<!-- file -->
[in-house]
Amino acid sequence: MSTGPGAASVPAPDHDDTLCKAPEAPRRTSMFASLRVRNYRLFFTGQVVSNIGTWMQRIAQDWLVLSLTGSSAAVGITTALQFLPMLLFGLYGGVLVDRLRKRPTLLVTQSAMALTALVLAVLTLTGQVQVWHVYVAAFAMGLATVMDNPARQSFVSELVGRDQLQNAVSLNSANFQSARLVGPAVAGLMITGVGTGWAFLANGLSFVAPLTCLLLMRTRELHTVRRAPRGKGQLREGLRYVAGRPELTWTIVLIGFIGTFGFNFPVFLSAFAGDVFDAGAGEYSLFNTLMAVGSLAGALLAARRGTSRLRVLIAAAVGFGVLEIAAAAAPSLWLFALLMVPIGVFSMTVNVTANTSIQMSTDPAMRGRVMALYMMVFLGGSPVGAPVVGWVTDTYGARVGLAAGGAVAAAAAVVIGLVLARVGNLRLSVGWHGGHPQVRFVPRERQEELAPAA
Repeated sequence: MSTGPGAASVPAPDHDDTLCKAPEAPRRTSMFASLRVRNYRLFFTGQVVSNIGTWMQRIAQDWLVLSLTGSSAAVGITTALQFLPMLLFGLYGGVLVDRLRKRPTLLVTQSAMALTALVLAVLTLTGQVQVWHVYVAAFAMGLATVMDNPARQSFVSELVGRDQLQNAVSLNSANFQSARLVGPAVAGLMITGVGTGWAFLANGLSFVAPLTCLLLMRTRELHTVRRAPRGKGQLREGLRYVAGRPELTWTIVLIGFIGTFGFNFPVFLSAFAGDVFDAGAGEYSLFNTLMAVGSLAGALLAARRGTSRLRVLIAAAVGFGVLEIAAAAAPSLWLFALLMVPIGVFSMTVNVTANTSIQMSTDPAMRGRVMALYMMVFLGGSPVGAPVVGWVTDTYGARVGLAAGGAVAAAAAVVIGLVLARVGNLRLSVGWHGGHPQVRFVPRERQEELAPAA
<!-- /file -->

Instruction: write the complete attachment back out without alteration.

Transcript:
[in-house]
Amino acid sequence: MSTGPGAASVPAPDHDDTLCKAPEAPRRTSMFASLRVRNYRLFFTGQVVSNIGTWMQRIAQDWLVLSLTGSSAAVGITTALQFLPMLLFGLYGGVLVDRLRKRPTLLVTQSAMALTALVLAVLTLTGQVQVWHVYVAAFAMGLATVMDNPARQSFVSELVGRDQLQNAVSLNSANFQSARLVGPAVAGLMITGVGTGWAFLANGLSFVAPLTCLLLMRTRELHTVRRAPRGKGQLREGLRYVAGRPELTWTIVLIGFIGTFGFNFPVFLSAFAGDVFDAGAGEYSLFNTLMAVGSLAGALLAARRGTSRLRVLIAAAVGFGVLEIAAAAAPSLWLFALLMVPIGVFSMTVNVTANTSIQMSTDPAMRGRVMALYMMVFLGGSPVGAPVVGWVTDTYGARVGLAAGGAVAAAAAVVIGLVLARVGNLRLSVGWHGGHPQVRFVPRERQEELAPAA
Repeated sequence: MSTGPGAASVPAPDHDDTLCKAPEAPRRTSMFASLRVRNYRLFFTGQVVSNIGTWMQRIAQDWLVLSLTGSSAAVGITTALQFLPMLLFGLYGGVLVDRLRKRPTLLVTQSAMALTALVLAVLTLTGQVQVWHVYVAAFAMGLATVMDNPARQSFVSELVGRDQLQNAVSLNSANFQSARLVGPAVAGLMITGVGTGWAFLANGLSFVAPLTCLLLMRTRELHTVRRAPRGKGQLREGLRYVAGRPELTWTIVLIGFIGTFGFNFPVFLSAFAGDVFDAGAGEYSLFNTLMAVGSLAGALLAARRGTSRLRVLIAAAVGFGVLEIAAAAAPSLWLFALLMVPIGVFSMTVNVTANTSIQMSTDPAMRGRVMALYMMVFLGGSPVGAPVVGWVTDTYGARVGLAAGGAVAAAAAVVIGLVLARVGNLRLSVGWHGGHPQVRFVPRERQEELAPAA